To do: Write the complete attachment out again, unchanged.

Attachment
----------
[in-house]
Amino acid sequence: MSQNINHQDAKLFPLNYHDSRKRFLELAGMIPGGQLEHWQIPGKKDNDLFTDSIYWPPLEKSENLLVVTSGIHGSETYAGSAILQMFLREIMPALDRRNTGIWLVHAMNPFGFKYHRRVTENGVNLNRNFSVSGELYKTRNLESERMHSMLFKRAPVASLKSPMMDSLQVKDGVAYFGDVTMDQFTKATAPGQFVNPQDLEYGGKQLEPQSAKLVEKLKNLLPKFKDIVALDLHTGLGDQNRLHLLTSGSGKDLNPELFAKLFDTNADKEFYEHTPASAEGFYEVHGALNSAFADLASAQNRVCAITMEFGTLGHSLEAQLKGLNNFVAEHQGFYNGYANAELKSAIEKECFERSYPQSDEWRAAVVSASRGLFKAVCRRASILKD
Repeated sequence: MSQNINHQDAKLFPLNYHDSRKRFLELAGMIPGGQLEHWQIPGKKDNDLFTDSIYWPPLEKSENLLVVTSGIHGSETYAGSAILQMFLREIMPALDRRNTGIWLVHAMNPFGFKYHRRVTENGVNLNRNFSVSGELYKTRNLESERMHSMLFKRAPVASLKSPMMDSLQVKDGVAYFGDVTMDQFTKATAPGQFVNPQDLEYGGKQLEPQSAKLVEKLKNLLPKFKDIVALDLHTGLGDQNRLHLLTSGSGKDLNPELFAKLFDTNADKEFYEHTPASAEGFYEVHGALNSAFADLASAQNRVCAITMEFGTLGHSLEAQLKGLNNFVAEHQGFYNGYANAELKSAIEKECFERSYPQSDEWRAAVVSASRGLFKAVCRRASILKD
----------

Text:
[in-house]
Amino acid sequence: MSQNINHQDAKLFPLNYHDSRKRFLELAGMIPGGQLEHWQIPGKKDNDLFTDSIYWPPLEKSENLLVVTSGIHGSETYAGSAILQMFLREIMPALDRRNTGIWLVHAMNPFGFKYHRRVTENGVNLNRNFSVSGELYKTRNLESERMHSMLFKRAPVASLKSPMMDSLQVKDGVAYFGDVTMDQFTKATAPGQFVNPQDLEYGGKQLEPQSAKLVEKLKNLLPKFKDIVALDLHTGLGDQNRLHLLTSGSGKDLNPELFAKLFDTNADKEFYEHTPASAEGFYEVHGALNSAFADLASAQNRVCAITMEFGTLGHSLEAQLKGLNNFVAEHQGFYNGYANAELKSAIEKECFERSYPQSDEWRAAVVSASRGLFKAVCRRASILKD
Repeated sequence: MSQNINHQDAKLFPLNYHDSRKRFLELAGMIPGGQLEHWQIPGKKDNDLFTDSIYWPPLEKSENLLVVTSGIHGSETYAGSAILQMFLREIMPALDRRNTGIWLVHAMNPFGFKYHRRVTENGVNLNRNFSVSGELYKTRNLESERMHSMLFKRAPVASLKSPMMDSLQVKDGVAYFGDVTMDQFTKATAPGQFVNPQDLEYGGKQLEPQSAKLVEKLKNLLPKFKDIVALDLHTGLGDQNRLHLLTSGSGKDLNPELFAKLFDTNADKEFYEHTPASAEGFYEVHGALNSAFADLASAQNRVCAITMEFGTLGHSLEAQLKGLNNFVAEHQGFYNGYANAELKSAIEKECFERSYPQSDEWRAAVVSASRGLFKAVCRRASILKD